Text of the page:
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Sons and Losers

Arthur Miller's first triumph is the latest success at Live Theatre Workshop.

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This nation built on fine principles is clad in compromise. A compromise may be the petty negotiation it takes to keep a family together from day to day. Or it may be the devious deal that keeps the government from splintering, or the massive lie that keeps a business from collapsing.

American "practicality," as it's called, can become indistinguishable from social or personal corruption. Especially when it's done in the name of family unity.

So we learn from All My Sons, Arthur Miller's first successful play, a tragedy about the compromises of the common man. Except for a couple of topical jokes that now fall flat (you've got to remember, for instance, that Harry Truman started out as a haberdasher), All My Sons remains as relevant and disturbing as it was in 1947. Well directed by James Mitchell Gooden, it's enjoying a largely uncompromising run at Live Theatre Workshop.

Miller proved once and for all (building on the work of Ibsen, O'Neill and others) that tragedy befalls ordinary fools as easily as kings. The otherwise unremarkable subjects in this case are the members of the Keller family.

Joe Keller seems to have come through his trials all right. Think of "trials" literally. On appeal, he finally beat a charge of knowingly manufacturing and selling to the military defective aircraft parts that led to the deaths of 21 pilots. His partner wasn't so lucky, and now withers in prison.

Joe didn't leave his troubles at the office. Nearly three years before, his son Larry's plane--not one affected by the defective parts--went down in World War II; the body was never found. Most of the Keller family has by now adapted to Larry's death, except for Joe's wife, Kate. She insists that Larry will come home alive, and refuses to allow anyone else to behave as if he were dead.

But that's exactly what her surviving son, Chris, is doing. And so is Larry's old girlfriend, Ann--the daughter of Joe's imprisoned partner. Chris and Ann plan to marry, in the face of Kate's opposition.

Chris, unfortunately, is a young man of principle. He's come back from the war to take a position in his father's factory, and is disgusted with himself for amassing money printed with the blood of American servicemen. Yet he finds this an acceptable temporary compromise; after all, his father was cleared of wrongdoing, and he can eventually find a job elsewhere.

As one annoyed character points out, Chris makes people feel that they should be better than they are, that they have higher responsibilities. Some people may think this inspiring, but others find it threatening. In almost any other play, Chris would be an insufferable, judgmental prig, but Miller makes him one of the most likable characters on stage. Good-humored, he always looks for a person's best qualities--and sometimes finds them a bit too easily.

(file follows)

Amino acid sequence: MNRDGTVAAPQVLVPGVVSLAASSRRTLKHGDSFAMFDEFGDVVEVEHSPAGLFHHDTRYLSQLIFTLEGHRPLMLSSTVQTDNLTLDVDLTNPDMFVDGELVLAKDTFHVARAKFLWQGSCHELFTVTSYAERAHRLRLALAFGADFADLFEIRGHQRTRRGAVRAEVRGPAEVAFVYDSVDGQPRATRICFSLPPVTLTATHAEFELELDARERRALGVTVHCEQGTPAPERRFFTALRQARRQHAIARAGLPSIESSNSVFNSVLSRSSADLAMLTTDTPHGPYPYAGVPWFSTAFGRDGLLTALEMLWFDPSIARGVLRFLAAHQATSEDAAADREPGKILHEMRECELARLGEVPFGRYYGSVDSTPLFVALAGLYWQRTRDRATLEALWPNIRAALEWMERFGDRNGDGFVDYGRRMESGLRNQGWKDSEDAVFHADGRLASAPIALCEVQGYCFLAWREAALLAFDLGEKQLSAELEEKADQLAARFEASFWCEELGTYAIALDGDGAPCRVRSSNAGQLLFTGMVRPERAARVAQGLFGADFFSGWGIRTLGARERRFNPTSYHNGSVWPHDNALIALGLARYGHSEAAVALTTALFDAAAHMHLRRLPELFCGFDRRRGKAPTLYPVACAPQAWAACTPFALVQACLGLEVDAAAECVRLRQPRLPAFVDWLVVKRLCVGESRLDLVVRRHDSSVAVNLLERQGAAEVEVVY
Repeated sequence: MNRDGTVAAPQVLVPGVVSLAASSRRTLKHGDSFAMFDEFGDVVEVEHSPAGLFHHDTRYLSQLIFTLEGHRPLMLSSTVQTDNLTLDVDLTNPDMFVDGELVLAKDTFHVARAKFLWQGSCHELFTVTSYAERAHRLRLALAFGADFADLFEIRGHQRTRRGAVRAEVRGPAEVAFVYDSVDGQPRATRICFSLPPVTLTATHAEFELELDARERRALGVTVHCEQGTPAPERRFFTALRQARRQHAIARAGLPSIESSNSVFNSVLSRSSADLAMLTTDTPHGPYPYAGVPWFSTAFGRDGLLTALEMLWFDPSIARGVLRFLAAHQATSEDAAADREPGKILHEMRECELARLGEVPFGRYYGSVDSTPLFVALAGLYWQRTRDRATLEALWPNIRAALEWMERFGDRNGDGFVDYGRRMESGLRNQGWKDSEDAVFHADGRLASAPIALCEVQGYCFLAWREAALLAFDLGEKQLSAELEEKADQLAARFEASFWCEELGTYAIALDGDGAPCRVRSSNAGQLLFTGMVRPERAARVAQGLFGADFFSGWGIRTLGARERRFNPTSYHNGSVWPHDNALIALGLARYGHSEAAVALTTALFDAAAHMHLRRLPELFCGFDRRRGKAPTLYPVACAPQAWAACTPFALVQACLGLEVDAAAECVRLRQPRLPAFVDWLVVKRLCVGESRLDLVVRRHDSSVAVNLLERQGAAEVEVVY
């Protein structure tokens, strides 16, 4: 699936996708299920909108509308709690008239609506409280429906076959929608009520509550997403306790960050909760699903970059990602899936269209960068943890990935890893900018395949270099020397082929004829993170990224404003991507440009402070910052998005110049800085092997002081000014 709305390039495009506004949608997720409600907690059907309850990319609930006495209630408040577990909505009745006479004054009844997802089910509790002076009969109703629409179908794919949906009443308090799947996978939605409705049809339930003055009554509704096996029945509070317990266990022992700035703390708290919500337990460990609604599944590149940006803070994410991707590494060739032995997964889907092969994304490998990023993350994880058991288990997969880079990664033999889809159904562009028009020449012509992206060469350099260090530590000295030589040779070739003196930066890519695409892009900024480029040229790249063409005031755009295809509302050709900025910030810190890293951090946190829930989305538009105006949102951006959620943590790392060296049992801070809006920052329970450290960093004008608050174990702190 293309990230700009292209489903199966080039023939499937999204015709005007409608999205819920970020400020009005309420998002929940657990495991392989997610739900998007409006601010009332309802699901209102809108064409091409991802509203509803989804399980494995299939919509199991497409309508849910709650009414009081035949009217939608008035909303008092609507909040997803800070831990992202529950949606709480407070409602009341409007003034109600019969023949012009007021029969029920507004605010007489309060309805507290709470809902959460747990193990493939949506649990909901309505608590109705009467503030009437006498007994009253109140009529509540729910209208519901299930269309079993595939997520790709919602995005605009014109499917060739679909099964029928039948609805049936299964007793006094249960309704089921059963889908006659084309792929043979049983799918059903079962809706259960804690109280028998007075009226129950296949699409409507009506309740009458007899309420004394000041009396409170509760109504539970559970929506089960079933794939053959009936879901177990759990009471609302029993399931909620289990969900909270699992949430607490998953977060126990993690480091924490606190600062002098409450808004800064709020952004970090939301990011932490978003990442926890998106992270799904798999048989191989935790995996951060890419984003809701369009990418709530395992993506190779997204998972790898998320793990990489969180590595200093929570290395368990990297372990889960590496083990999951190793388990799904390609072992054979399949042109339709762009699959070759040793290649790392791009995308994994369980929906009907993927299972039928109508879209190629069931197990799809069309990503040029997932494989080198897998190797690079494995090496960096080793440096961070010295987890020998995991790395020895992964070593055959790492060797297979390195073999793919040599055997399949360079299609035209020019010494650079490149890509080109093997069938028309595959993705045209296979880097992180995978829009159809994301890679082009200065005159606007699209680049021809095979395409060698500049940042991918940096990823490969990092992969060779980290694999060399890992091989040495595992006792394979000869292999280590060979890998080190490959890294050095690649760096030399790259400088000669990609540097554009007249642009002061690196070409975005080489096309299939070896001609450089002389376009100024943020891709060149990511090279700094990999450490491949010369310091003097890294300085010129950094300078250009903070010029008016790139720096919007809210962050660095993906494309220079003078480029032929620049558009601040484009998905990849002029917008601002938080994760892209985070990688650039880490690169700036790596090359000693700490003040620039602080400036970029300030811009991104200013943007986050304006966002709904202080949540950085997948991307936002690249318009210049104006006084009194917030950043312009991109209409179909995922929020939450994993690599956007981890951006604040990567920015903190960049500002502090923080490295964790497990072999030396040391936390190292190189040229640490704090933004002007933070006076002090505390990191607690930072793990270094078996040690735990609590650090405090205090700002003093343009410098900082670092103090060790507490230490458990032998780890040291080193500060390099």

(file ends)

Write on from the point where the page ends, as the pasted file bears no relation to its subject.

He's especially appealing in the open-hearted portrayal by Live Theatre Workshop's Ben Fritz, a kind and helpful grown-up Boy Scout with no inclination to become holier than thou. Yet Fritz also takes on a dangerous edge when his character is confronted by Ann's brother, George, who brings disturbing news and is determined to stop the marriage. Watch Fritz's eyes during the scene with George (the nicely conflicted Cliff Madison), and you'll see how this perfectly nice guy could develop a wartime reputation as a killer.

Speaking of killers, let's not forget Joe, who despite his acquittal is regarded around the neighborhood as a murderer. Joe shrugs it off, just as he keeps his distance from Kate's obsession with their dead son, and does what he can to smooth things over between his family and Ann's. Joe makes a point of not getting personally involved in much of anything; he drapes himself over his favorite porch chair, watches his family and neighbors bounce around his back yard, and scans the want ads, amused by but unsuccessful at understanding why people want what they want.

Joe is played by Live Theatre Workshop regular Bruce Bieszki, who in the past couple of years has been typecast as a gentle, peripheral onlooker. Now Bieszki is portraying a central character who portrays himself as a gentle, peripheral onlooker. This casting choice is more than self-referential irony; Bieszki shows new range as an undereducated man striving to be passive.

Jan Aalberts plays Kate with the necessary balance of desperation and iron will, and Leigh Ann Santillanes is a resolute, intelligent, sensitive yet unsentimental Ann. Tom Dodge, Lisa Cook, Steve McKee, Dawn Haisler and Scotty Heller are the competent supporting players.

In no way a period piece, All My Sons pinpoints a permanent landmark in American life: the intersection of corporate greed and personal illusion.

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